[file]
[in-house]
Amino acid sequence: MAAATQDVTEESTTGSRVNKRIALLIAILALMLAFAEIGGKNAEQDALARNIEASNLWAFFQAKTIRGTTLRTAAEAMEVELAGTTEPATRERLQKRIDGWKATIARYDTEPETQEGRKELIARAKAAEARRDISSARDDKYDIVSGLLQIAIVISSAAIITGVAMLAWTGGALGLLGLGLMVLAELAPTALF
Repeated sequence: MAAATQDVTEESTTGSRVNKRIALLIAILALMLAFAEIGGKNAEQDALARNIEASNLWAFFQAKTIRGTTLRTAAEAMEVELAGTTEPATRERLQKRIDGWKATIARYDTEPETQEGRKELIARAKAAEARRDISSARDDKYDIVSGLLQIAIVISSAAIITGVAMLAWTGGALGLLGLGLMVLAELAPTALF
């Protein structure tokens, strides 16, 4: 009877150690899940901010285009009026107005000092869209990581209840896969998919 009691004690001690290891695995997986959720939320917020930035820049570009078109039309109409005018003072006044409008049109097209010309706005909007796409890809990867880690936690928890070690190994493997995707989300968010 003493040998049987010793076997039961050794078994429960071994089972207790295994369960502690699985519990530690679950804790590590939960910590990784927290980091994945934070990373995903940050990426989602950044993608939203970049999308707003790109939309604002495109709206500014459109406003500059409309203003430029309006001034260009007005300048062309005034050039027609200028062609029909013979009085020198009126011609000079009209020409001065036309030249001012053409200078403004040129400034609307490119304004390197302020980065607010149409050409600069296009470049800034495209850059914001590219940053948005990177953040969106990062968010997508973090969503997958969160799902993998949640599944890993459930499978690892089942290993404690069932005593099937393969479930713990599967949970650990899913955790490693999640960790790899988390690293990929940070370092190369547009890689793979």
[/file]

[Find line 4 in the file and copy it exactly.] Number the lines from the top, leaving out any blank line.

């Protein structure tokens, strides 16, 4: 009877150690899940901010285009009026107005000092869209990581209840896969998919 009691004690001690290891695995997986959720939320917020930035820049570009078109039309109409005018003072006044409008049109097209010309706005909007796409890809990867880690936690928890070690190994493997995707989300968010 003493040998049987010793076997039961050794078994429960071994089972207790295994369960502690699985519990530690679950804790590590939960910590990784927290980091994945934070990373995903940050990426989602950044993608939203970049999308707003790109939309604002495109709206500014459109406003500059409309203003430029309006001034260009007005300048062309005034050039027609200028062609029909013979009085020198009126011609000079009209020409001065036309030249001012053409200078403004040129400034609307490119304004390197302020980065607010149409050409600069296009470049800034495209850059914001590219940053948005990177953040969106990062968010997508973090969503997958969160799902993998949640599944890993459930499978690892089942290993404690069932005593099937393969479930713990599967949970650990899913955790490693999640960790790899988390690293990929940070370092190369547009890689793979």